Already it is becoming the biggest U.S. political scandal since Watergate, and threatens to destroy Donald Trump's presidency.

The FBI this week revealed explosive new allegations of Russian collusion in last year's American election as a special prosecutor charged three former aides to the President.

If true, the claims are the clearest suggestion yet that Trump knew the Kremlin was trying to help his campaign by providing "dirt" on Hillary Clinton, according to Daily Mail.

During the election, the Russian government hacked Democratic computer accounts and released a trove of embarrassing emails related to the political machinations of his Democrat rival which helped put him in the White House.

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The characters embroiled in the scandal include Trump's former presidential campaign chief, who is accused of siphoning off US$75 million ($108m) through an offshore account, a Maltese professor living in London said to be a link man with the Kremlin, a woman posing as a niece of Vladimir Putin and Trump's own son.

As Trump scrambles to distance himself from those under suspicion, we describe the dramatis personae at the heart of the political scandal convulsing America.

The London go-between

George Papadopoulos

Hailed as an 'excellent guy' by Donald Trump after he hired him as a foreign policy adviser, the fresh-faced, London-based American lawyer is now co-operating with the FBI and may be the man who ultimately forces Trump out of the White House.

During the election campaign, Papadopoulos repeatedly tried to arrange a meeting between Trump and the Russian government, which he was told had damaging information about Mrs Clinton, according to FBI files.

The 30-year-old, a graduate of University College London and the London School of Economics, was initially mocked for his youth and inexperience when he was named as foreign policy adviser to the Trump campaign in March 2016.

After meeting a London-based academic named Professor Joseph Mifsud - who allegedly has close ties with the Kremlin - while travelling in Italy in mid-March 2016, Papadopoulos was introduced to a woman he wrongly believed was a niece of Russian leader Vladimir Putin.

She later wrote to him: "We are all very excited by the possibility of a good relationship with Mr Trump."

Papadopoulos used his new contacts repeatedly to try to arrange a meeting between the Trump campaign and Russian government officials, according to court documents.

He passed back his conversations to the Trump inner circle, outlining offers for Trump to visit Moscow. One of his bosses in the Trump campaign praised his efforts as "great work".

After allegations of Russian meddling in the U.S. election emerged, Papadopoulos was first interviewed by the FBI in January this year.

He initially claimed that the contacts he'd had with the Russians happened before he joined the Trump campaign.

But he was arrested at Washington Dulles Airport on July 27, where he admitted the charge of lying to FBI agents about the timings, and has since been cooperating with the special prosecutor Robert Mueller.

He faces five years in jail for perjury, which could be reduced as part of a plea deal.

The White House has played down Papadopoulos as a low-level adviser on the campaign.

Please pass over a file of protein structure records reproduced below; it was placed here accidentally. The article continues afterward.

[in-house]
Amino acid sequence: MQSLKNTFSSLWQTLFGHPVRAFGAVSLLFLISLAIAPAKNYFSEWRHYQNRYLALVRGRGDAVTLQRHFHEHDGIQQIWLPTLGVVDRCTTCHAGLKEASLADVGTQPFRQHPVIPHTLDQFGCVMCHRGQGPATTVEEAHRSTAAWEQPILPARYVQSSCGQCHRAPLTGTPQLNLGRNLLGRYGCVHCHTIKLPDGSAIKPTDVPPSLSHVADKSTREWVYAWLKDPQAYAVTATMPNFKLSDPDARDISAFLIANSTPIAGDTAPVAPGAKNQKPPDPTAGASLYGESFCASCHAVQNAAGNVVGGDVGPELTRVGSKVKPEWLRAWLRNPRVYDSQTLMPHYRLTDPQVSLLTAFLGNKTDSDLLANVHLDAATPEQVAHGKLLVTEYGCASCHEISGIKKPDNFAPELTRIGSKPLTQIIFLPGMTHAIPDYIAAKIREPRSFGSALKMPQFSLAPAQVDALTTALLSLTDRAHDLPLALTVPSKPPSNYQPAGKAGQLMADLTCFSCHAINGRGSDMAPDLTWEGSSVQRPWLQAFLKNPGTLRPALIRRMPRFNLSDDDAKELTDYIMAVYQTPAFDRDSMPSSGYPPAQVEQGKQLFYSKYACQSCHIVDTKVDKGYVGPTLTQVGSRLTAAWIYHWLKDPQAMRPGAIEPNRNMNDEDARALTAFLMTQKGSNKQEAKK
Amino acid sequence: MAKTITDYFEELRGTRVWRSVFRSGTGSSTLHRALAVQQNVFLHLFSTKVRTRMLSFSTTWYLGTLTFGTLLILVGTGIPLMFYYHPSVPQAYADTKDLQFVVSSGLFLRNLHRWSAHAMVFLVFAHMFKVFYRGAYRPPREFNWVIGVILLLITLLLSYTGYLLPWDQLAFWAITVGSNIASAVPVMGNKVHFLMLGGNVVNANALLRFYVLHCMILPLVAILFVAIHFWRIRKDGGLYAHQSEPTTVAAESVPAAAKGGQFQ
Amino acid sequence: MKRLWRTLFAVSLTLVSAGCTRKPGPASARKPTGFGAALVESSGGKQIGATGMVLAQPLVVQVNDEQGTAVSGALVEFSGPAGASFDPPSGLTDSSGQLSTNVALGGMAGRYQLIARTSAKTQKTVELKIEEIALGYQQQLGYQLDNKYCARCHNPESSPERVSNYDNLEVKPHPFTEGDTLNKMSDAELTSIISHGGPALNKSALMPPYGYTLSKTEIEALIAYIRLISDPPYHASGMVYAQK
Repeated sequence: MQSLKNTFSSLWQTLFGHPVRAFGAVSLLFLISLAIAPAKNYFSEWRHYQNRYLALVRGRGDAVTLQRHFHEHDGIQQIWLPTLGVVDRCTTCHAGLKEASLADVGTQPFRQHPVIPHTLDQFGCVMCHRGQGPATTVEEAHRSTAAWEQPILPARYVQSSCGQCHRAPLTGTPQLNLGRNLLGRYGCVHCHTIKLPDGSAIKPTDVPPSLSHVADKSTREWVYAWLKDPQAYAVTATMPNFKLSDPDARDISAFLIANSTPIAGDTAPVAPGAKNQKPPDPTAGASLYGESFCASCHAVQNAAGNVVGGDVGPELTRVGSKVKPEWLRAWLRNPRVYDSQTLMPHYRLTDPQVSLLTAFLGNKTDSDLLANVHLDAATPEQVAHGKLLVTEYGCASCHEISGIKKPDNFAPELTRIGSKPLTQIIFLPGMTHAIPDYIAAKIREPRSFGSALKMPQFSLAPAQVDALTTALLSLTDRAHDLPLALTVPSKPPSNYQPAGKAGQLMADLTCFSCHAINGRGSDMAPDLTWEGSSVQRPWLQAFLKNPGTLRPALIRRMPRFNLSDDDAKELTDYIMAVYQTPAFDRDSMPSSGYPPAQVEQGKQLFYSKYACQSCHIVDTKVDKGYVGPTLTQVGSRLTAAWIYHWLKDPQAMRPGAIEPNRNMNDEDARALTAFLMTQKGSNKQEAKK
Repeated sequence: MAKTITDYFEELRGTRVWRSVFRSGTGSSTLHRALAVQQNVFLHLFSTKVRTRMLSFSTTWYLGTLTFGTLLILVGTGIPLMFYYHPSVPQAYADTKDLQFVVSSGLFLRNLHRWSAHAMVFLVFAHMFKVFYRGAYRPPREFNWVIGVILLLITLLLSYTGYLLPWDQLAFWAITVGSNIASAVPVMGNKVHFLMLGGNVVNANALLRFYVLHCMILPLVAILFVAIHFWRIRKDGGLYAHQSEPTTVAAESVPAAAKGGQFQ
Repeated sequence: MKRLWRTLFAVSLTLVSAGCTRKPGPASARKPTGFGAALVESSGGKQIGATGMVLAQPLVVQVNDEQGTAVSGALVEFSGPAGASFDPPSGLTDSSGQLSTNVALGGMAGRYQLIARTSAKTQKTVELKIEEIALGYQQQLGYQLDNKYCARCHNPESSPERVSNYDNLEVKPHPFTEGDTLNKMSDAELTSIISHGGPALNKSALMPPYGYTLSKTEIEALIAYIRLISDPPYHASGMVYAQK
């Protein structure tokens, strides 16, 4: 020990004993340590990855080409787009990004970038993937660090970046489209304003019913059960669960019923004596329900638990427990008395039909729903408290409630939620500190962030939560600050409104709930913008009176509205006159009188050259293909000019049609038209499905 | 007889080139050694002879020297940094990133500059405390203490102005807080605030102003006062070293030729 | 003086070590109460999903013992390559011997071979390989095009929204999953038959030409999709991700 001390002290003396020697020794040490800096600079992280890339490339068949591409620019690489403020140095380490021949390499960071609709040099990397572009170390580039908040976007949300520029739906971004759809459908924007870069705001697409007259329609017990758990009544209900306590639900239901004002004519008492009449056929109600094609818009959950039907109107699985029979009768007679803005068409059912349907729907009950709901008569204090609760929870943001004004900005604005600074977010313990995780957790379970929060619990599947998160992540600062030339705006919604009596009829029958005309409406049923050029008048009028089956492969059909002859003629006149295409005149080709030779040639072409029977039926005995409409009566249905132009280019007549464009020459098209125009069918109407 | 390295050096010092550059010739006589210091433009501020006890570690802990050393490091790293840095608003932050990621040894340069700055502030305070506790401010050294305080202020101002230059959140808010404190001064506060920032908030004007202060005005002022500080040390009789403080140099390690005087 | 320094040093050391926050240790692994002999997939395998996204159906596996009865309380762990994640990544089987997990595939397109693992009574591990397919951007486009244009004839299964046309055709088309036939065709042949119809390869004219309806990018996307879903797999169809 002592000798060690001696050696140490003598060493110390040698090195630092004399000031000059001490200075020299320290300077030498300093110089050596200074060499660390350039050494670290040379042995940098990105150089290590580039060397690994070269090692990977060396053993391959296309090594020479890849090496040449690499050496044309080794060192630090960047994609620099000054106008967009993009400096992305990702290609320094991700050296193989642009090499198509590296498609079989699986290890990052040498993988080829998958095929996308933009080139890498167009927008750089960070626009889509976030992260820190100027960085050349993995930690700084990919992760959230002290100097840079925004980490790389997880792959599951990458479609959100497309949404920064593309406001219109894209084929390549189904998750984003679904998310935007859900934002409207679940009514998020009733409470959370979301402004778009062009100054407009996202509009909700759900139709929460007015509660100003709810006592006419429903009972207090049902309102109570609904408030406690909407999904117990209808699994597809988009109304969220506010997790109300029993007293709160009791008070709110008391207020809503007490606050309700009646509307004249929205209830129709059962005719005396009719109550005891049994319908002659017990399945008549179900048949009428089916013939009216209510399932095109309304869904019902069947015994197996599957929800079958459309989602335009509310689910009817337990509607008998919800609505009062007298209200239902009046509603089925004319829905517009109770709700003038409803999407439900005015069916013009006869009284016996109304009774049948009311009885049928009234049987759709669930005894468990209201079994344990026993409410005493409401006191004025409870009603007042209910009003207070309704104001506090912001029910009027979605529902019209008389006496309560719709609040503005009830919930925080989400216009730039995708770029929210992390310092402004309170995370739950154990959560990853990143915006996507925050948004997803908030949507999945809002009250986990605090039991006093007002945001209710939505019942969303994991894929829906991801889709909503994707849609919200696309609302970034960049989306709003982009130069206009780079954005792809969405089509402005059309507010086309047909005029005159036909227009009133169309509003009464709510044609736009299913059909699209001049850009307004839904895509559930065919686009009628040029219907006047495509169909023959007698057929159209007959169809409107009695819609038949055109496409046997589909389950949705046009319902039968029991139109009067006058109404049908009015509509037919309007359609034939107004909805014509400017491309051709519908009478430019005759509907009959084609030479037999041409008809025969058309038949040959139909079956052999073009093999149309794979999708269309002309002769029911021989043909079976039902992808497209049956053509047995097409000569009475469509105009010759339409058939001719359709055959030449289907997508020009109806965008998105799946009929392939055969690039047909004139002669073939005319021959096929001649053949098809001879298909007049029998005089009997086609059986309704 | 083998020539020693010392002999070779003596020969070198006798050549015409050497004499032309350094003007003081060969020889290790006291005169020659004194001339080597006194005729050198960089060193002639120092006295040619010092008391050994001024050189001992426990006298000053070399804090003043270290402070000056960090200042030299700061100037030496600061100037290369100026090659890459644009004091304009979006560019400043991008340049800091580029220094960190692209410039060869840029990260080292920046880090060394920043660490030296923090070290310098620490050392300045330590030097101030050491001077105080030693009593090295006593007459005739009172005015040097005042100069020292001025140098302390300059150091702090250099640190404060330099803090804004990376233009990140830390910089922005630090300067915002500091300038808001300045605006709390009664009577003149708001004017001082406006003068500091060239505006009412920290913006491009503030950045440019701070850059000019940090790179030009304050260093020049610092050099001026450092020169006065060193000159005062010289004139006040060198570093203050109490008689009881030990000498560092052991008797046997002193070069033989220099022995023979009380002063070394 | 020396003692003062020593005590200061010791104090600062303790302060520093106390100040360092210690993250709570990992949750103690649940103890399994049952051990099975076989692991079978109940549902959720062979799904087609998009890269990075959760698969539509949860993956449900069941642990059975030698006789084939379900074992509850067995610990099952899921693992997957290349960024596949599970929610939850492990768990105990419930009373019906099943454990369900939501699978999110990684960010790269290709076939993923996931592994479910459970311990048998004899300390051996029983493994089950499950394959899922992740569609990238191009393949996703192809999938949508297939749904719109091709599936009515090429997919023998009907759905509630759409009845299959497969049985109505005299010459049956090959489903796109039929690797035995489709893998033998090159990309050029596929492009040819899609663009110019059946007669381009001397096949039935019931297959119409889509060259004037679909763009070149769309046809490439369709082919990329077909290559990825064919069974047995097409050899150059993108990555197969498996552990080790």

But Mueller told the court at Papadopoulos's indictment hearing last month that he did not want the arrest made public because it would "significantly undermine Papadopoulos's ability to serve as a proactive co-operator", indicating that he may have agreed to wear a wire to record conversations with some of his former colleagues.

It means he may have spent the past few months secretly gathering incriminating evidence from the inner circle of Trump's campaign staff on behalf of the FBI, which could potentially bring down the administration.

The Maltese Prof

Joseph Mifsud

The British-based professor with close ties to Russia allegedly acted as the link between Trump's campaign and Putin's regime. Professor Mifsud told George Papadopoulos that Moscow had "dirt" on Hillary Clinton in the form of "thousands of emails", the FBI documents claim.

It is alleged that after the former Maltese government official (who works at the London Academy of Diplomacy - which is affiliated to the University of Stirling in Scotland) met Papadopoulos in March 2016 while travelling in Italy, the following month - just days after Trump named Papadopoulos as one of his advisers - they met again in London.

This time, it is claimed, the professor brought a Russian woman who posed as Putin's niece, and said she had connections to senior Russian government officials.

Mifsud allegedly later told Papadopoulos that he had just returned from Moscow, where he had learned from high-level Russian government officials that Russia had damaging information on Mrs Clinton.

The academic has confirmed he was the London professor described in the document drawn up by special counsel Mueller, but vehemently denied any wrongdoing. He said his links with Russia were purely academic and nothing to do with the government, adding: "I have a clear conscience."

The campaign boss

Paul Manafort

President Trump's former campaign chief Paul Manafort was the most high profile of the trio charged by the US prosecutors this week. Photo / AP
President Trump's former campaign chief Paul Manafort was the most high profile of the trio charged by the US prosecutors this week. Photo / AP

President Trump's former campaign chief was the most high profile of the trio charged by the U.S. prosecutors this week.

The veteran Republican strategist is accused of a money-laundering conspiracy that syphoned off US$75m ($108m) from pro-Kremlin political groups.

The cash is said to have helped fund a lavish lifestyle, with Manafort splashing out millions on property, antiques and designer clothes.

After hiding the cash in a labyrinth of offshore accounts, it's alleged he spent US$5 million ($7.2m) to refurbish a home in the exclusive Hamptons area of New York state, and moved more than US$3 million ($4.3m) to his own accounts to pay for his children's school fees and decorate his mansion in Virginia.'

The FBI accuse him of working for the Russia-backed Ukraine government - which was toppled in 2014 - and its pro-Kremlin Party of Regions political organisation between 2006 and 2015.

He denies a string of charges of dodging taxes, illegally working as an unregistered agent of a foreign government and making false statements to federal investigators, which carry a maximum sentence of 20 years.

But U.S. legal commentators believe the threat of a long spell in jail could prompt him to cooperate with the investigation.